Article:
A fellow aviation journalist wrote yesterday in his column that he was going to Sun ’n Fun. Most years, that’s not remotely newsworthy. Of course he’d be going. We’d all be going. This year, what with the pandemic still raging while many states, including Florida, easing or eliminating restrictions, it’s not an easy call to make.
Last year the emerging pandemic forced the cancellation of the 2020 Sun ’n Fun, which takes place in the spring in Lakeland, Florida. There had been only a few cases reported in the entire state of Florida, but it was already well known how bad this thing could be. Eventually, the organizers of the spring fly-in made the right call and (very reluctantly) shut it all down.
This year, they’re going ahead with it. That is absolutely their legal right, at least in the state of Florida. But in 2021, large public events are still a really bad idea. Just look at how cautious pro and big amateur sports are being. The NCAA Men’s and the separate but equal (<<<joke) Women’s tournaments are down to the final six teams. To help reduce risk, the NCAA had all of the games for each of the 64-team brackets played in front of largely empty stands at a single site. It was smart. Large gatherings of any kind are risky to the people who attend and subsequently to the communities those people return to after the big game or race or rally or concert. It’s science. That’s how this virus spreads.
I’ll leave pandemic doubters to their own devices. This thing is real and deadly. Those are just the facts. And while it’s tempting to say that we’re emerging from the pandemic and we’re on the other side of it, that’s clearly not the case, at least not yet. Only around 20% of U.S. adults are fully vaccinated, and cases and hospitalizations are on the rise. Deaths from COVID-19, which always lag the other indicators for obvious reasons, are currently on the rise again, as well. As you’ve likely seen on TV (or possibly in person), events in Spring Break hot spots were packed with maskless (mostly) young people doing what young people do, activities that are never discussed in the same sentence as the words “social distancing.” New variants of COVID are on the rise, as well, and experts say that all three of them appear to be more contagious than the original strain.
On the plus side, all three coronavirus vaccines in use in the United States are doing their job. Not only that, but both of the two-dose vaccines, from Pfizer and Moderna, are working exceptionally well, this according to statistics from the CDC released just yesterday. So, if you’re vaccinated, even halfway there, your protection is robust.
But is that good enough to go to Sun ’n Fun? That’s the question I’ve asked myself a thousand times over the past few days, and I always get an answer. It’s just an answer that’s always the opposite of yesterday’s epiphany, textbook vacillation.
You might think that my reluctance to commit is due to fear. I am afraid. Exceptionally afraid, but not of my getting sick. I’ll be fully vaccinated and almost two weeks out from shot two when I’d be arriving in Lakeland for the show. I’m unlikely to contract the virus, and if I did, statistics say that I wouldn’t get so sick that I’d be hospitalized. In trials, that almost never happened. And not a single soul died. Contrast that with the thousand-plus on average who have died every day in the United States since the pandemic hit. No, what I’m afraid of is other people getting sick and dying.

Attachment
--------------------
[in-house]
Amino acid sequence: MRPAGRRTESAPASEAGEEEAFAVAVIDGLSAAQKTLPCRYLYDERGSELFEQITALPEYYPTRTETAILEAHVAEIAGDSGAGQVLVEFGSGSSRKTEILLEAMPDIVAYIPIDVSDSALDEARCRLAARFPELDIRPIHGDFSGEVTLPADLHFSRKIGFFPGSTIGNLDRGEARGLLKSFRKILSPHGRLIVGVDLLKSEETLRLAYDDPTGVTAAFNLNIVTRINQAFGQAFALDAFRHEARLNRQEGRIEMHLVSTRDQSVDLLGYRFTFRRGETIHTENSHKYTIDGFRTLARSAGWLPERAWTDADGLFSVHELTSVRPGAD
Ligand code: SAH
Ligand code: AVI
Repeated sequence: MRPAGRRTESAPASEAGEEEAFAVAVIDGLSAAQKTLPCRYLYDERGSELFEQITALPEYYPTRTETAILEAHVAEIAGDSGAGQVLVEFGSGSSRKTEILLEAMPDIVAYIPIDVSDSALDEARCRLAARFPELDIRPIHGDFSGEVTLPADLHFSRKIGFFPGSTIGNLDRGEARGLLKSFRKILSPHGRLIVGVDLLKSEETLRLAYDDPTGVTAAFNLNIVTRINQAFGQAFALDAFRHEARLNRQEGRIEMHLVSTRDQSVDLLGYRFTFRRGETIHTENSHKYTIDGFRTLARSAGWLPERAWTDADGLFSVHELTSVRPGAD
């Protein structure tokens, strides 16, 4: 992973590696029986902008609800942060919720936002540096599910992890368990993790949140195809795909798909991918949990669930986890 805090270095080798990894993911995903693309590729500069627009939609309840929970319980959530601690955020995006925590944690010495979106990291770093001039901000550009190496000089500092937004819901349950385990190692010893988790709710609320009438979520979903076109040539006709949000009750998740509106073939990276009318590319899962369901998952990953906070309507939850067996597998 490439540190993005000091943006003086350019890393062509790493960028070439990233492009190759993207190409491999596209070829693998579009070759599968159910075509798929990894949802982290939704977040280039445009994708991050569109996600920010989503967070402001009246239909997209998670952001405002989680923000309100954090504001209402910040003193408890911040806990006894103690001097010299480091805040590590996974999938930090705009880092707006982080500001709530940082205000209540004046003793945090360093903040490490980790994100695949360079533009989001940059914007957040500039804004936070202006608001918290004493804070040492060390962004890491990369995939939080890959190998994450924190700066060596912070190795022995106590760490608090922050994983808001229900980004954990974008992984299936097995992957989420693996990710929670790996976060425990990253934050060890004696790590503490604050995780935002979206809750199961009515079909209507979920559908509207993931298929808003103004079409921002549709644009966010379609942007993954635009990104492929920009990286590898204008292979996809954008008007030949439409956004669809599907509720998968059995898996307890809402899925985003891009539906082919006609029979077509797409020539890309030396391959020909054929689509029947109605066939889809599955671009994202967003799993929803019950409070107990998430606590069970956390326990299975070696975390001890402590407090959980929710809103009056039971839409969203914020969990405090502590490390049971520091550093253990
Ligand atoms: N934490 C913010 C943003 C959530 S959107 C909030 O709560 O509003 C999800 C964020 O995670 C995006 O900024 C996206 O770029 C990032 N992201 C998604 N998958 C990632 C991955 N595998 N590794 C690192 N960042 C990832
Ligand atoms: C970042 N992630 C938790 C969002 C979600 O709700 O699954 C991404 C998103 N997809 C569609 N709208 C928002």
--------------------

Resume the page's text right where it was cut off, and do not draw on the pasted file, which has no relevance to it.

So let me put down in black and white what nobody else is coming right out and saying: If you’re not vaccinated, especially if you have an underlying risk factor, it’s a terrible idea to go to any large gathering. And while Sun ’n Fun says that it will take all required precautions, and while the State of Florida has no restrictions of any kind, the truth is, holding any large gathering with so much of the population still at risk is still a risky proposition. And it should escape no one’s attention that the prime demographic at Sun ’n Fun, as is true for just about any aviation event, is composed of people who are at very high risk of serious illness or death should they contract the virus. The event will encourage but not require attendees to wear masks, and there will be no vaccination checks. Many of the folks there will doubtless have been vaccinated, but there will be many thousands who have not been.
Plane & Pilot will be at Sun ’n Fun, at least that’s the plan so far. But no one will be required or even encouraged to attend. They will be there because they want to go, and they have been fully vaccinated, I should add. If any one of them or even all of them were to change their mind, even at the last second, I’d support that choice. As with flying, it’s what you do. There’s no shame, ever, in not making the no-go call. I admit that I am conflicted about having a presence there. Not because I fear for their health but because I don’t want anyone to get the idea that we are wholeheartedly behind the event going forward, as it is. But it is going on and we will be there to cover it.
We’re far from the only ones choosing restraint. Companies from Aviat to Zenair are making their difficult calls, too. Many companies are sending a skeleton crew, and Textron Aviation’s exhibit will be largely automated. That I want to see. AOPA, which normally has a cast of thousands at the show, will have a handful of people there this year.
Me? Well, I haven’t yet decided. Strangely enough, getting the vaccine changed everything for me, though not remotely in the way I’d anticipated. If I hadn’t gotten vaccinated it would have been a no-brainer to say, “No thank you.” But today, with my shot card completed and a near-guarantee of safe passage, I find it hard to say, “Yes.” Getting two shots in the arm made me realize that it’s not a question of what’s safe for me but, rather, what’s safe for our community.